He just stared for a few moments, not taking it in. She was fifteen. He probably knew that. She was part of the furniture. She’d be here until she went to university or whatever. She hadn’t even finished school.
‘You what, babe?’
‘I’m leaving tomorrow.’
‘What do you mean, leaving?’
‘I’m leaving. I hate it here. I’m not staying another day. I’m leaving. I’ll stay in touch, perhaps. You’re going to help me, in quite a big way.’
He smiled. He had a nice smile. She could see why mother had fallen for him, after father had gone. They hadn’t heard from him since. She understood that too.
This would take a bit of time. It was a shock. She understood that. Give him some leeway. Explain everything slowly, maybe more than once – she did have all day. But by the end he would understand. No reason at all why that shouldn’t be so. But, give him some time for this to sink in. She had been planning this for two years, since she was thirteen.
‘You can’t leave,’ he said.
‘I can and I am.’
He looked at her anew, seemed to be sensing something. She’d tied her hair back; tomorrow she’d shave most of it off and dye it. She was already beginning to play the part, and he sensed it. He was nowhere near there yet, but he wasn’t stupid, he would understand.
‘You can’t,’ he said.
‘But I will,’ she said. ‘Listen, you have over a dozen accounts, some of them in different names and countries. Perhaps you intend to leave some day, I wouldn’t blame you. I think I know all of them. I know your passwords, your secret codes and ways in. You have three passports to cover your identities. You have loads of credit and debit cards. I want a debit card. Credit will be unreliable. A debit card you’ve never used. There’s twenty five thousand in the account I want. You’ve never used it. I want it. You will give me the card.’
He stared at her. He doesn’t know what to say, she thought. I’ll continue.
‘You don’t have that many passwords. It was very easy to get them all. Not just for your financial stuff, but all the other stuff you’ve been up to. The women you keep on the side, the porn, you’ve even been into the underage sites; only looking of course. You only need to look nowadays for the police to be interested. And then you’re finished. Even if it was innocent, nobody will believe you. I don’t blame you for just looking, but you wouldn’t want anybody to know that, would you?’
His shoulders had slumped. He continued to stare.
Then nothing more came.
‘I know what I’m doing. You can tell mother I’m gone, or you can wait. You may as well let her enjoy her holiday. You can say I left just before she got back. We’ve just finished school, so you don’t have to worry about anything for seven weeks, just tell school that I’m with mother, or something. I don’t mind. You won’t find me. I’ll only come back if I want to, and I won’t. Mother will probably pretend that she cares. I suppose she’ll have to make a fuss, bring in the police and stuff. But you won’t find me. I hate it here. I can’t stand Lard Boy. My mother has never spoken to me, seriously, not once. I hate it all beyond belief. I know I’m young and I’m supposed to wait, do what everybody else does at the right time, but I don’t want to. I can’t wait. It’s too horrible. You’ve helped. With your little games and our little chats, but that was only a bit of relief. I’m much smarter than you. Sit and think for a while. Someday your racket will fall apart and you’re going to need mother’s money. That’s the only reason you’re here, really. She thought you were rich, but you weren’t. You’re rich now because you used her money. Maybe you’ll stay rich for a while. I hope so. But I won’t be here. I’ll be gone. You don’t care. Think what you can get up to in the time she’s away. No need to tell her until she gets back. There’ll be a bit of a fuss, a bit of a panic. There’s no chance you’ll ever find me. Before you know it, I’ll be eighteen, and nobody will have to worry. So give me that debit card. Leave the account alone. That’s all I want from you. Give it to me now.’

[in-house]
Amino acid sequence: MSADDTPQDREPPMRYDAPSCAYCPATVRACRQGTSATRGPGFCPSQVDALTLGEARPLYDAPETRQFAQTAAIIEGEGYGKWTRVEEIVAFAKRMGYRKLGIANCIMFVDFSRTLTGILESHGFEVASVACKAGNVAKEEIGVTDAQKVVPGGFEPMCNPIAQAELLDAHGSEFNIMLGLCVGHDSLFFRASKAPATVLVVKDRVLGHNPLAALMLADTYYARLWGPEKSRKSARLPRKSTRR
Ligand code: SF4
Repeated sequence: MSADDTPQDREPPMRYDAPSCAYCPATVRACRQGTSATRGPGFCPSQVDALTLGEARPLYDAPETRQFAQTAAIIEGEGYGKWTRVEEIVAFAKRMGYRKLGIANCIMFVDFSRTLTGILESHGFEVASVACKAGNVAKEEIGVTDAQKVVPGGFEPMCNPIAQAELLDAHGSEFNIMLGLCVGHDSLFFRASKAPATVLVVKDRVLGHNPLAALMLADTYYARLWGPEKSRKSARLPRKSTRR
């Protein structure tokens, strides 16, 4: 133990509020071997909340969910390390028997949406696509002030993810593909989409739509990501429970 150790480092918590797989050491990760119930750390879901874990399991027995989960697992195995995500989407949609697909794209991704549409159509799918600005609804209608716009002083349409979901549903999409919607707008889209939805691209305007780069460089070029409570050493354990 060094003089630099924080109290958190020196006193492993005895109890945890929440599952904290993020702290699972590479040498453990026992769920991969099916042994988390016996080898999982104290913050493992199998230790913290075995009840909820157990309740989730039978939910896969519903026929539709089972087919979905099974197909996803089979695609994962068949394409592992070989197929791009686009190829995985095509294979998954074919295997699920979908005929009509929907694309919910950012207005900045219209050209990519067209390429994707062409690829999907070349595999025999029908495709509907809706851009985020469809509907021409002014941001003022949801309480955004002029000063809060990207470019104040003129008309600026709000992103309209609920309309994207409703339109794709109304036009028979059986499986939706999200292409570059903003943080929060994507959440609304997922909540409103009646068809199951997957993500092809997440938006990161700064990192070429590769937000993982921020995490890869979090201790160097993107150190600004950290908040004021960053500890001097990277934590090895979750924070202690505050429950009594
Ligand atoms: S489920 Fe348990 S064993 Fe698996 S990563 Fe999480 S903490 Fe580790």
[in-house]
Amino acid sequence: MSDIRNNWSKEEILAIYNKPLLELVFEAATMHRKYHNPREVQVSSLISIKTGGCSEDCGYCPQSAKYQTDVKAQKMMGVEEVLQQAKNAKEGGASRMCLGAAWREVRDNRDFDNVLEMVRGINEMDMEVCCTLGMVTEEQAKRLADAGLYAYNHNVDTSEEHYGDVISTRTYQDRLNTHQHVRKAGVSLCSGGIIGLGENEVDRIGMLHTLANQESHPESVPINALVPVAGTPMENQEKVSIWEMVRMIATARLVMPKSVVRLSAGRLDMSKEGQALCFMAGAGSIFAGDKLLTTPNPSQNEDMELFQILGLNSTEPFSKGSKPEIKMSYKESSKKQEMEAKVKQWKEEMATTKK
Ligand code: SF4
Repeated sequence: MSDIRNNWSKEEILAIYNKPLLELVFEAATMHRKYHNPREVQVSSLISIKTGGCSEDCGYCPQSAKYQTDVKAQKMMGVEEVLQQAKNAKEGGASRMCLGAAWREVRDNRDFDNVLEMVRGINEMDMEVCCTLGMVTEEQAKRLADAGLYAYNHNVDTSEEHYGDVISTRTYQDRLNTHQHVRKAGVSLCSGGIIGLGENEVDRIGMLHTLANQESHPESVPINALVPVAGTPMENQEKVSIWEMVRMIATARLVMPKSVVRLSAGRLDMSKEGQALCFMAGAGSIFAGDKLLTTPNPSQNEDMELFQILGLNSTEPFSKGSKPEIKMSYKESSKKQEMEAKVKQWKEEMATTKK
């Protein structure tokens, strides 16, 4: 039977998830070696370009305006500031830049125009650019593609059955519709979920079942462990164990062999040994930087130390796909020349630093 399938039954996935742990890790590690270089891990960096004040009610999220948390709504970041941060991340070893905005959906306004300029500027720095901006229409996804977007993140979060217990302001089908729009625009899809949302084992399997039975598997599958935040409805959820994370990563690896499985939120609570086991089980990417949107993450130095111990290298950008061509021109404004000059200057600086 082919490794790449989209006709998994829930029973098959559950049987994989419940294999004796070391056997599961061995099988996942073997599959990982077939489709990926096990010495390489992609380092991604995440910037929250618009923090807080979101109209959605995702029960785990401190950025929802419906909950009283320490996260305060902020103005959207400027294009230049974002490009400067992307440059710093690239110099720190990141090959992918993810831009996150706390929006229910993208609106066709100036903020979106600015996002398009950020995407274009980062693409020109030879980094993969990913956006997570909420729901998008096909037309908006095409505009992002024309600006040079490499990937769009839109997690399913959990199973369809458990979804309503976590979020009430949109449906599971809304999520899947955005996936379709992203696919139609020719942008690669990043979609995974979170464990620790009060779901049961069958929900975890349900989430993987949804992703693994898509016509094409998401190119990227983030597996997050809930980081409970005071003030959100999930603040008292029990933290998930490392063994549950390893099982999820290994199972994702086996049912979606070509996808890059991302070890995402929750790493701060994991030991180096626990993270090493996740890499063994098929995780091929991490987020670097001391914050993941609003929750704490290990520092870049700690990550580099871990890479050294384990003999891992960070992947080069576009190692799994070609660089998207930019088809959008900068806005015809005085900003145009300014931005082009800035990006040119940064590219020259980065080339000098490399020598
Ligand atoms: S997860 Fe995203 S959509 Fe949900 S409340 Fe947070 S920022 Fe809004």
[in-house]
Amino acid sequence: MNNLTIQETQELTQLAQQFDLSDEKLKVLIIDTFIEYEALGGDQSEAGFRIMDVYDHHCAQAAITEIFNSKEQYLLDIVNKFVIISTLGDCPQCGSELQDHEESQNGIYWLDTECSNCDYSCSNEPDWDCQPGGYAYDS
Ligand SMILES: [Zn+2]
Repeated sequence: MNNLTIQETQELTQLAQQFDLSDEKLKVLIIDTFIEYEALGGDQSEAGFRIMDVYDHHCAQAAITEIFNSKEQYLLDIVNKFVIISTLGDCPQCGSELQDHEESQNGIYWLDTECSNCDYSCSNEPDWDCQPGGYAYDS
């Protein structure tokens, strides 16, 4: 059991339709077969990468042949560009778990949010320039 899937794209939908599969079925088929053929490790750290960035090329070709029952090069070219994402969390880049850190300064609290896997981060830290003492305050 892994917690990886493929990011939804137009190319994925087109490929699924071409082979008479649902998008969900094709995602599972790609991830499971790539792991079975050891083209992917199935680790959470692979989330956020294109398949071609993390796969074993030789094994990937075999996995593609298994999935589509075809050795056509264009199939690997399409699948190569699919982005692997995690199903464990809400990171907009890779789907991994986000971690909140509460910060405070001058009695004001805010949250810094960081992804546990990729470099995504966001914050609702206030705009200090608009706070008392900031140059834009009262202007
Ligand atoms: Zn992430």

Bonnie stared at her parents. Well, her mother, she was pretty sure of that; the man, just another man, her father, whoever he was, was long gone. She sat at the kitchen bar. Sort of a bar: a stool and space for two people, three at a tight squeeze, the rest of the kitchen before her, not much: a small work top, fridge, cooker, sink, microwave and the floor. Not much space there either, enough for two or three people. And there they were, side by side, sort of poetic really, the way they lay, touching each other. And dead.
She wondered when she should call the police. It was five o’clock. She’d give it an hour.
The police sat her in another room with a female officer. She’d got up in the night and found them, exactly like that. The drugs were on the side, the work top, and the syringes and some blood. Obvious, really.
She knew they would put her in care. She knew where she’d go. She was quite prepared for it. She was fifteen. There was nobody else.
Natalie decided to take the train. She was sure that Adam would not do anything, but she had planned this meticulously, and would follow her own rules. As if the whole world was after her. She spent the first night at an empty house. She knew it would be empty because the house belonged to friends and they were on holiday. She’d had some keys cut several months before. The house was not overlooked by any others; she was quite safe. She took precautions anyway, keeping to two back rooms and the bathroom.
She cut off most of her hair, which had been below her shoulders when she let it down, blonde with a slight curl to it; it was lovely, she knew that. She cut it up to the ears, as neat as she could make it, and then dyed it black. And she practiced making up her face, whatever made her look older. That’s all she wanted to do, look older. Appearance didn’t matter for now. She knew she was beautiful, was very comfortable with it, and she was slim and would be beautiful for a long time and she didn’t think ahead anywhere near any stage that she might not be, there was no need.
She tried Adam’s debit card. She was confident he would go along with everything, but she wanted to be sure. She drew five hundred pounds with it. No problems. She had five thousand in cash anyway, but she needed that card if she was to fulfill all her plans. Beyond staying free, she didn’t have that much in the way of plans – that was the point – but the early days were very important. Times would become difficult again when her mother got home and when school started, but that was quite a way off – she wouldn’t worry about that yet. Unless Adam panicked and told her mother. She was sure he wouldn’t, but she was prepared either way.